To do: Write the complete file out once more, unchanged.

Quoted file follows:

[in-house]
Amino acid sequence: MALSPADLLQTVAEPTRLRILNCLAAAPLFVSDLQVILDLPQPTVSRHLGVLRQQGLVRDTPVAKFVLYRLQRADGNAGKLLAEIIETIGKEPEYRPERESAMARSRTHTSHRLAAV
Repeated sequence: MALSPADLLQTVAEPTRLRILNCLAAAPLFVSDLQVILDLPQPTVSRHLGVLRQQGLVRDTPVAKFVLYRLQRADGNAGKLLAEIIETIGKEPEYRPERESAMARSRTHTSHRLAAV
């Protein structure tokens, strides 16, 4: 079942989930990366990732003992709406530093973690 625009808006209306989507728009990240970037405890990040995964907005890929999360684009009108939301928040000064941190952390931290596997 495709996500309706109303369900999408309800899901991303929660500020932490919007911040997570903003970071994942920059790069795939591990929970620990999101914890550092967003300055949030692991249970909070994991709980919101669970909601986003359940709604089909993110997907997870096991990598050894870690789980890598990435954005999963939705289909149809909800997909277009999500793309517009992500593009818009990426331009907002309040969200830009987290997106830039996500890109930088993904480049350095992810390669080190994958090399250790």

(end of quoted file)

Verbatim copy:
[in-house]
Amino acid sequence: MALSPADLLQTVAEPTRLRILNCLAAAPLFVSDLQVILDLPQPTVSRHLGVLRQQGLVRDTPVAKFVLYRLQRADGNAGKLLAEIIETIGKEPEYRPERESAMARSRTHTSHRLAAV
Repeated sequence: MALSPADLLQTVAEPTRLRILNCLAAAPLFVSDLQVILDLPQPTVSRHLGVLRQQGLVRDTPVAKFVLYRLQRADGNAGKLLAEIIETIGKEPEYRPERESAMARSRTHTSHRLAAV
């Protein structure tokens, strides 16, 4: 079942989930990366990732003992709406530093973690 625009808006209306989507728009990240970037405890990040995964907005890929999360684009009108939301928040000064941190952390931290596997 495709996500309706109303369900999408309800899901991303929660500020932490919007911040997570903003970071994942920059790069795939591990929970620990999101914890550092967003300055949030692991249970909070994991709980919101669970909601986003359940709604089909993110997907997870096991990598050894870690789980890598990435954005999963939705289909149809909800997909277009999500793309517009992500593009818009990426331009907002309040969200830009987290997106830039996500890109930088993904480049350095992810390669080190994958090399250790």